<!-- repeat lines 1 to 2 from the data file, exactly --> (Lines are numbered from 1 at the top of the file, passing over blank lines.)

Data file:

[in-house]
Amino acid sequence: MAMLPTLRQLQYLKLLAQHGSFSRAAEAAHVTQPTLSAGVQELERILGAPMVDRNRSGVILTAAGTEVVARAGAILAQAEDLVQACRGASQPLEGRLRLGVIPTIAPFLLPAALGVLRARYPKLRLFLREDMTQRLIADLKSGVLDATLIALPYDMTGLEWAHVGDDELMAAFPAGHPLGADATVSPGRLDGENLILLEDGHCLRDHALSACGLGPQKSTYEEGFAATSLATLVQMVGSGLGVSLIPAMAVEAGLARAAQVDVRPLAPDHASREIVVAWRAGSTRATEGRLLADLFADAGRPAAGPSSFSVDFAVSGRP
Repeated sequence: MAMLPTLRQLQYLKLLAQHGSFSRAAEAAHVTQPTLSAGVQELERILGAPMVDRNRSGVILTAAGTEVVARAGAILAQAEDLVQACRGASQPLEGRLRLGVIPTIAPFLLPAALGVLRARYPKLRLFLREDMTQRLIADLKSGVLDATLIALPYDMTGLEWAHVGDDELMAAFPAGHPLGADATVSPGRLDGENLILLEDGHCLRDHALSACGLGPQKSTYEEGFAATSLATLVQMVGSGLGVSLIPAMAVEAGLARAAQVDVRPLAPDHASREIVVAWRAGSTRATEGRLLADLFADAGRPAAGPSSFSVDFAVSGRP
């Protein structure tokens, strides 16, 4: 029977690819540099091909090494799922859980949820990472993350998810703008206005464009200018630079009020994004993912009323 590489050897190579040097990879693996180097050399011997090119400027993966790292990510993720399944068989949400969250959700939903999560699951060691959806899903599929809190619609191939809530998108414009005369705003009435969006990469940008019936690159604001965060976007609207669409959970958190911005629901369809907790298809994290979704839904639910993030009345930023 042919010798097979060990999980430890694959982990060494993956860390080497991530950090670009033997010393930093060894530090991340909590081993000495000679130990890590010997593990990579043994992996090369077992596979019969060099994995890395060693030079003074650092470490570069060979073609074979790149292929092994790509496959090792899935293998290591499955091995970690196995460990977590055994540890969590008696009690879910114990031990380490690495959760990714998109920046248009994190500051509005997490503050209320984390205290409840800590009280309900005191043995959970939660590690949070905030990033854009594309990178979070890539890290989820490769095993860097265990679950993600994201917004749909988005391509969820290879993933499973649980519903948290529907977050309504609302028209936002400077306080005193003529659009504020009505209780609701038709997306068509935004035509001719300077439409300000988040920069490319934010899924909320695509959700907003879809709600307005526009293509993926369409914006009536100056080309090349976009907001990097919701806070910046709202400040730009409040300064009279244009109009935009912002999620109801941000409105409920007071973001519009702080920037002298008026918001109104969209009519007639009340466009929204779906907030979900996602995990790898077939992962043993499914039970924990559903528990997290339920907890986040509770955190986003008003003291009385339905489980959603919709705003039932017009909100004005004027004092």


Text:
[in-house]
Amino acid sequence: MAMLPTLRQLQYLKLLAQHGSFSRAAEAAHVTQPTLSAGVQELERILGAPMVDRNRSGVILTAAGTEVVARAGAILAQAEDLVQACRGASQPLEGRLRLGVIPTIAPFLLPAALGVLRARYPKLRLFLREDMTQRLIADLKSGVLDATLIALPYDMTGLEWAHVGDDELMAAFPAGHPLGADATVSPGRLDGENLILLEDGHCLRDHALSACGLGPQKSTYEEGFAATSLATLVQMVGSGLGVSLIPAMAVEAGLARAAQVDVRPLAPDHASREIVVAWRAGSTRATEGRLLADLFADAGRPAAGPSSFSVDFAVSGRP